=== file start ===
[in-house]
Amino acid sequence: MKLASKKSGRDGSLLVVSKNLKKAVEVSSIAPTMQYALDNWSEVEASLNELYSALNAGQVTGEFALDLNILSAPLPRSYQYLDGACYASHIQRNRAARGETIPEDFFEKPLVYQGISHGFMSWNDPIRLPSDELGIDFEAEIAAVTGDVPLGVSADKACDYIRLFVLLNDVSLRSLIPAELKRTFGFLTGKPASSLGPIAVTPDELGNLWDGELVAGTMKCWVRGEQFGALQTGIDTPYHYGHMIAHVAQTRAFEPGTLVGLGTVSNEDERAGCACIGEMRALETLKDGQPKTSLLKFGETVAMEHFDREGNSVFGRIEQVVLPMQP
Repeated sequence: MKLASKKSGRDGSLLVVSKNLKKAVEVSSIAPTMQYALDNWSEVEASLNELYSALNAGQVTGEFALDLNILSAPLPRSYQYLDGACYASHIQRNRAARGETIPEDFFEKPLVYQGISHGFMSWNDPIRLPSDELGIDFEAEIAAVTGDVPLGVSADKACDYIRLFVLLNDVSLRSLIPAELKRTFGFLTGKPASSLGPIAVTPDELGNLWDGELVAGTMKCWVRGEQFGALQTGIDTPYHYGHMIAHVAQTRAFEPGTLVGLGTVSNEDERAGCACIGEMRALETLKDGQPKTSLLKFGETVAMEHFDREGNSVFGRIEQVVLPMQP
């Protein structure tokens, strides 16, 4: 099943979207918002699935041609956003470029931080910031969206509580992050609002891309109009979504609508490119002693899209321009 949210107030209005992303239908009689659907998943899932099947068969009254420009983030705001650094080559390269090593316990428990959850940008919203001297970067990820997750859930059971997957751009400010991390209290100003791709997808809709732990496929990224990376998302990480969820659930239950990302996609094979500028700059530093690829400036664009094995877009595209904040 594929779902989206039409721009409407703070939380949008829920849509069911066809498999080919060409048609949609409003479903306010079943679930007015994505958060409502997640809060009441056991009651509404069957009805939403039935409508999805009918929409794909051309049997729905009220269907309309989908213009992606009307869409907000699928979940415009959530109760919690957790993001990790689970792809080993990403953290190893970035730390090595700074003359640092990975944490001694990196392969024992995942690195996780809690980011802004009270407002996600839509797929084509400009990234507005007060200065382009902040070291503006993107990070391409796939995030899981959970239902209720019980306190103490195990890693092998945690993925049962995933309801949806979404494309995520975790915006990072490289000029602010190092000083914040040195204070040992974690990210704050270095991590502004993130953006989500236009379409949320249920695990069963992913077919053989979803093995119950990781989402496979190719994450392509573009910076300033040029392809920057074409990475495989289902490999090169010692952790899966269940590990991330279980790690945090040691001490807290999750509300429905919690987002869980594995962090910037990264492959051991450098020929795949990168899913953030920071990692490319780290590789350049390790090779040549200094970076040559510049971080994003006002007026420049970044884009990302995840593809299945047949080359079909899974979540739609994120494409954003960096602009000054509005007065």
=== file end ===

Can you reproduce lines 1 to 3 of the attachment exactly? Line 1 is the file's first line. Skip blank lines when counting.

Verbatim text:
[in-house]
Amino acid sequence: MKLASKKSGRDGSLLVVSKNLKKAVEVSSIAPTMQYALDNWSEVEASLNELYSALNAGQVTGEFALDLNILSAPLPRSYQYLDGACYASHIQRNRAARGETIPEDFFEKPLVYQGISHGFMSWNDPIRLPSDELGIDFEAEIAAVTGDVPLGVSADKACDYIRLFVLLNDVSLRSLIPAELKRTFGFLTGKPASSLGPIAVTPDELGNLWDGELVAGTMKCWVRGEQFGALQTGIDTPYHYGHMIAHVAQTRAFEPGTLVGLGTVSNEDERAGCACIGEMRALETLKDGQPKTSLLKFGETVAMEHFDREGNSVFGRIEQVVLPMQP
Repeated sequence: MKLASKKSGRDGSLLVVSKNLKKAVEVSSIAPTMQYALDNWSEVEASLNELYSALNAGQVTGEFALDLNILSAPLPRSYQYLDGACYASHIQRNRAARGETIPEDFFEKPLVYQGISHGFMSWNDPIRLPSDELGIDFEAEIAAVTGDVPLGVSADKACDYIRLFVLLNDVSLRSLIPAELKRTFGFLTGKPASSLGPIAVTPDELGNLWDGELVAGTMKCWVRGEQFGALQTGIDTPYHYGHMIAHVAQTRAFEPGTLVGLGTVSNEDERAGCACIGEMRALETLKDGQPKTSLLKFGETVAMEHFDREGNSVFGRIEQVVLPMQP